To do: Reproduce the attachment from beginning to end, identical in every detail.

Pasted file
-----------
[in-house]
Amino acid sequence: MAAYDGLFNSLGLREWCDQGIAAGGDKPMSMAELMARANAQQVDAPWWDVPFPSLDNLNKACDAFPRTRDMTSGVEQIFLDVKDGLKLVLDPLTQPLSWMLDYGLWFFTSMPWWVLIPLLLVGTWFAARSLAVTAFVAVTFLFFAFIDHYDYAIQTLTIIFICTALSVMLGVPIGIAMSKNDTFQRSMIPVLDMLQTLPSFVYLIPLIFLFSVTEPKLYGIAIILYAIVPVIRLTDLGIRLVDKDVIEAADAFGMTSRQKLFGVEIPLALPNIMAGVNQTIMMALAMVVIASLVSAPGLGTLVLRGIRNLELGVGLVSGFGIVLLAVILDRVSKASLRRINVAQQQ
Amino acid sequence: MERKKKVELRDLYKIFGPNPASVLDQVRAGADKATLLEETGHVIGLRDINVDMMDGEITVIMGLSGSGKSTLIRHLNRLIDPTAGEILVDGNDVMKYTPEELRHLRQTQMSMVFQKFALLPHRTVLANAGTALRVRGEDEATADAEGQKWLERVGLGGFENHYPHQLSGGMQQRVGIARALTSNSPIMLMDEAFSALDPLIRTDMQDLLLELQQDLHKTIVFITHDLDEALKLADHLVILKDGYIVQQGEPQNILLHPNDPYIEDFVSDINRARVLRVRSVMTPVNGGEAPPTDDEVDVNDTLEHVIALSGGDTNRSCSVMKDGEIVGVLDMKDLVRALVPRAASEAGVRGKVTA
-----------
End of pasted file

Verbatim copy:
[in-house]
Amino acid sequence: MAAYDGLFNSLGLREWCDQGIAAGGDKPMSMAELMARANAQQVDAPWWDVPFPSLDNLNKACDAFPRTRDMTSGVEQIFLDVKDGLKLVLDPLTQPLSWMLDYGLWFFTSMPWWVLIPLLLVGTWFAARSLAVTAFVAVTFLFFAFIDHYDYAIQTLTIIFICTALSVMLGVPIGIAMSKNDTFQRSMIPVLDMLQTLPSFVYLIPLIFLFSVTEPKLYGIAIILYAIVPVIRLTDLGIRLVDKDVIEAADAFGMTSRQKLFGVEIPLALPNIMAGVNQTIMMALAMVVIASLVSAPGLGTLVLRGIRNLELGVGLVSGFGIVLLAVILDRVSKASLRRINVAQQQ
Amino acid sequence: MERKKKVELRDLYKIFGPNPASVLDQVRAGADKATLLEETGHVIGLRDINVDMMDGEITVIMGLSGSGKSTLIRHLNRLIDPTAGEILVDGNDVMKYTPEELRHLRQTQMSMVFQKFALLPHRTVLANAGTALRVRGEDEATADAEGQKWLERVGLGGFENHYPHQLSGGMQQRVGIARALTSNSPIMLMDEAFSALDPLIRTDMQDLLLELQQDLHKTIVFITHDLDEALKLADHLVILKDGYIVQQGEPQNILLHPNDPYIEDFVSDINRARVLRVRSVMTPVNGGEAPPTDDEVDVNDTLEHVIALSGGDTNRSCSVMKDGEIVGVLDMKDLVRALVPRAASEAGVRGKVTA